88. +1 for the return of Anthony Villiers though I doubt skzb is in train for a sequel. Still I hope Panshin is sitting on at least one ms to publish eventually.

  89. Since I have been on a Brust re-read and blog rampage during my current holiday downtime (the books in approximate order in which I first read them, which is a weird, but cool session; starting with Phoenix, then the first 3 Taltos books, then The Phoenix Guards before To Reign in Hell…but i digress) I now cast my vote for a sequel to To Reign in Hell, told from the points of view of Michael and Mephistopheles, that eventually somehow serves as a prologue to The Millennial Contest series by Zelazny & Sheckley. Of course this novel would at least attempt to explain how the contest came into being and introduce Azzie Elbub and Babriel. Hey, you asked ;-)~

    Happy Holidays to all and here’s to Vallista for Christmas next year?!

  90. For the love of all that is cherished and meaningful in this world, an apocalyptic To Reign In Hell sequel set about 100 – 200 years in the future, when the shit hits the fan, and Michael and Yahweh are stumped on how to fix their lost paradise… enter Mephistopheles, teaching mankind to build a utopia from the flux.

    I mean, Vallista first, because Vladsday can’t ever come soon enough, but Jesus that would be a fun read.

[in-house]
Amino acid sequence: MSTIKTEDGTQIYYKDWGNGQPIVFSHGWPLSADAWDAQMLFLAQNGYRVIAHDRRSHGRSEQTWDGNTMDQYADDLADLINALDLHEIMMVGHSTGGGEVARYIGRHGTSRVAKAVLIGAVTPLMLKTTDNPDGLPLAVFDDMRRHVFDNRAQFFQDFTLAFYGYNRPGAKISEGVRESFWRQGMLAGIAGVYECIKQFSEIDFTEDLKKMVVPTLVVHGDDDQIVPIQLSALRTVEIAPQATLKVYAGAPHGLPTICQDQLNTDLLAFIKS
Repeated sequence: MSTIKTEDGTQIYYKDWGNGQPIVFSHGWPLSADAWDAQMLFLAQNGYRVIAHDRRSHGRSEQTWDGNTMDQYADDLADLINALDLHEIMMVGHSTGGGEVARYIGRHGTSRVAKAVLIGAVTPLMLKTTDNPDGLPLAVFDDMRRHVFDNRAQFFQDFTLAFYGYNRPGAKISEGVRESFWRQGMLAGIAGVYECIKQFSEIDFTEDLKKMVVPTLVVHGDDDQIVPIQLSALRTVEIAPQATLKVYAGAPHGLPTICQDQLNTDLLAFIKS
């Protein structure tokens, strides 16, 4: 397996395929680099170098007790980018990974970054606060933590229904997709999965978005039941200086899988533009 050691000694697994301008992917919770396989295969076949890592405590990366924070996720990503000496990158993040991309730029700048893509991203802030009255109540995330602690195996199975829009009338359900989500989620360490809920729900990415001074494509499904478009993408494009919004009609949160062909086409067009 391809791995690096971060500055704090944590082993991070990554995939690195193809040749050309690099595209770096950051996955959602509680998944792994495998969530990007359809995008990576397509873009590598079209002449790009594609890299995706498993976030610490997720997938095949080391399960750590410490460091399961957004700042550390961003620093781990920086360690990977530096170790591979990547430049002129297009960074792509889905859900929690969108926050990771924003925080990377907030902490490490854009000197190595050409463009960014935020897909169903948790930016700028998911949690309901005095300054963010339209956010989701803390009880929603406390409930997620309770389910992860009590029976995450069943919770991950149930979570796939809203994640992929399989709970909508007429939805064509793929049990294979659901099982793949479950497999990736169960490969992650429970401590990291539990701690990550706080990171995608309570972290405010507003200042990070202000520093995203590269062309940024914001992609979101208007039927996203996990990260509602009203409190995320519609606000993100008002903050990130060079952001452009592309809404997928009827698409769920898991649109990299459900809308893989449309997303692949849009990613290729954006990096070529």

91. skzb

    Thanks, Emily. Thing is, man, I tremble at the thought of wading through all the apocalyptic literature I’d need to study to do even a minimally competent job.

  92. Wow – it took a while to get to the end… I have nothing to add about a specific genre or type of book (sequels to both Cowboy Feng’s and To Reign in Hell – I would *love* either or both; space opera, specifically, as one person noted a Culture novel – because you could get the post-scarcity politics right… Historical fiction – so many possibilities. So many good suggestions!)

    I will say that I will continue to read everything you produce, as I have for the past 30 years or so – and be thankful for the delightful worlds that you invite us in to see.

  93. How about “Mr. Rogers’ Neighborhood” as hosted by Vlad?

  94. How about an apocalyptic battle/ comedy set in the future with a female protagonist, or on another topic – a book completely from Loiosh’s point of view

  95. here’s my 2 cents. post-apocalyptic. a madmax or fallout kind of thing would be really fun to see through your storytelling. and yes a case could be made that the vlad novels are a magic post apocalypse, but i want shot guns and bizarre vehicles. WITNESS ME.

  96. Is Good Guys on off-shoot of any of the ideas in this post?

  97. skzb

    Well, Kragar, I had to reread all the comments to answer your question. But, no, it seems not.

  98. How about three volumes’ worth of novelettes about a future in which a genius has figured out how societies evolve and has set in motion a thousand-year plan to replace the Galactic Empire with pure communism–but after some initial successes, his plan is derailed by a conquest-hungry telepathic mutant?

    After you finish the Vlad series, of course.